This article relies largely or entirely on a single source. (August 2017)
|Owner:||Compagnie des Chargeurs Réunis|
|Builder:||Swan Hunter, Wallsend|
|Launched:||20 November 1907|
|Fate:||Wrecked on 12 January 1920|
|Length:||390 ft 11 in (119.15 m)|
|Beam:||48 ft (15 m)|
|Installed power:||638 nhp|
|Propulsion:||1x3-cyl. triple expansion engine, single shaft, 2 screws|
|Speed:||17.5 knots (32.4 km/h)|
In the early morning of 10 January 1920 Afrique sailed from the Gironde estuary with 609 passengers and crew, on her usual route bound for Dakar via other ports of the French West Coast. This was her 58th voyage.
The exact number of passengers on board, remained uncertain for a long time due to the presence of African soldiers and workers in third class. It has subsequently been established that, in all classes there were 602 passengers, including 28 non-African soldiers, 192 Senegalese troops, ten civilian natives called laptots, 106 people in first class (including 19 children), 67 in second class and 81 in third class, some of whom were in steerage with the "laptots".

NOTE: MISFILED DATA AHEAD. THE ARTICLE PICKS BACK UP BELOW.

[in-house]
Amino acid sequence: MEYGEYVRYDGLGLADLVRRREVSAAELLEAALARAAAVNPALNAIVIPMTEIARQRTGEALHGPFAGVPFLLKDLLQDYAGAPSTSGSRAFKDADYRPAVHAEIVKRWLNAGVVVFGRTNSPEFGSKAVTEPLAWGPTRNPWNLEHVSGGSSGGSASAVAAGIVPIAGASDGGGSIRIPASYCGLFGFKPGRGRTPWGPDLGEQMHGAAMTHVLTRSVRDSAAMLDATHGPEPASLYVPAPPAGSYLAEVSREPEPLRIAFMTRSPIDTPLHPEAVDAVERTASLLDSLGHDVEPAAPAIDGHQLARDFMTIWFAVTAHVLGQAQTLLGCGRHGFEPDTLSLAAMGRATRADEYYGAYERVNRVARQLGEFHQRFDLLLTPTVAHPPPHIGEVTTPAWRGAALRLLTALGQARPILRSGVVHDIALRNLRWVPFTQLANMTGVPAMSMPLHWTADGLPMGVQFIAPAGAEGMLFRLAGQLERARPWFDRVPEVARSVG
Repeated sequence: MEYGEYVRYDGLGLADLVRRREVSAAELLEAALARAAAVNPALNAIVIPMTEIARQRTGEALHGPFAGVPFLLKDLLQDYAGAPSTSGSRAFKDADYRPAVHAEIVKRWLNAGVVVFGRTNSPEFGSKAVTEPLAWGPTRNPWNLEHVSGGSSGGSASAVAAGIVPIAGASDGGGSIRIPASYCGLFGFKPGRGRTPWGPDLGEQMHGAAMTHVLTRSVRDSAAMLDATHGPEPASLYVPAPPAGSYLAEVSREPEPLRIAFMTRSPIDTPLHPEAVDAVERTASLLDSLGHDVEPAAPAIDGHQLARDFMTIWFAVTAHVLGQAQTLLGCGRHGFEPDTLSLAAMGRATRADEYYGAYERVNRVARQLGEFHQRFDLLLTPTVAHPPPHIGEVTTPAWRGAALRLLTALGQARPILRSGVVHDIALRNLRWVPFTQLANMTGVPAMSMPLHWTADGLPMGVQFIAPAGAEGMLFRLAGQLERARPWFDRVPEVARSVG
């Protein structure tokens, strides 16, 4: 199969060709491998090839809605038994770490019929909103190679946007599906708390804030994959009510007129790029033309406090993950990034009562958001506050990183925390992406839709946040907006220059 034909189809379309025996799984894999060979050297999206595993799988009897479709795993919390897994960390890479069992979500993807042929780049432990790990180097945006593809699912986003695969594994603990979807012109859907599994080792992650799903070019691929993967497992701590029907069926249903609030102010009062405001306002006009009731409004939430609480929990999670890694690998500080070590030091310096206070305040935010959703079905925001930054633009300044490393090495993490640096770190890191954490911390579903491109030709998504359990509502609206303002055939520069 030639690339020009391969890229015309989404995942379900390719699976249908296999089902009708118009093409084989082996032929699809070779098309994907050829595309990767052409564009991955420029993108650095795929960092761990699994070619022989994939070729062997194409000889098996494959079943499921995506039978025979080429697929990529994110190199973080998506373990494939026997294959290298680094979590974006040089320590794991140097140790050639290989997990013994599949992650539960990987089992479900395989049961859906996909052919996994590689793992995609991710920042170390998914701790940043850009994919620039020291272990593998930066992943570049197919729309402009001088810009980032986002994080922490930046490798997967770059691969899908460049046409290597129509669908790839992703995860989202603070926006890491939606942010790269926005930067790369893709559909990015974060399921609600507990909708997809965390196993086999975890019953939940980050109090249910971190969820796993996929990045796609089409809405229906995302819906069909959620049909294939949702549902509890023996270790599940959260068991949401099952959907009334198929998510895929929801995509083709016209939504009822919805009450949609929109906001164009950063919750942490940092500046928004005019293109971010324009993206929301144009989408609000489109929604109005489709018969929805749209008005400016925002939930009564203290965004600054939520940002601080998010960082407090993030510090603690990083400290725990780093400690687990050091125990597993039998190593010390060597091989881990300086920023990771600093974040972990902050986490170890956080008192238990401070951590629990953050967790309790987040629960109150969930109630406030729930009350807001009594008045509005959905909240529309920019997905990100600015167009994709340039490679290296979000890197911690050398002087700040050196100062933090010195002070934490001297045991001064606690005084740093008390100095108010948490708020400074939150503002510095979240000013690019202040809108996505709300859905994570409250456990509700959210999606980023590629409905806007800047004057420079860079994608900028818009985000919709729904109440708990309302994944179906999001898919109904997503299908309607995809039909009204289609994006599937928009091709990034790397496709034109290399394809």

At about 11:58 pm on 12 January 1920, Afrique was passing between Pierre Levée and the Plateau de Rochebonne, 23 miles (42 km) from Olonne-sur-Mer, when she lost engine power in a gale. The weather made it hard to repair the engines and Afrique drifted onto a reef and went aground. The hull started to break up. The severe weather hampered rescue ships responding to her distress calls, and on 13 January 1920 at 3 o'clock, Afrique lost all contact with the other ships and sank soon after.
There were only 34 survivors from her 135 crew and 602 passengers. Only one of the passengers was amongst the survivors.
Media related to Afrique (ship, 1907) at Wikimedia Commons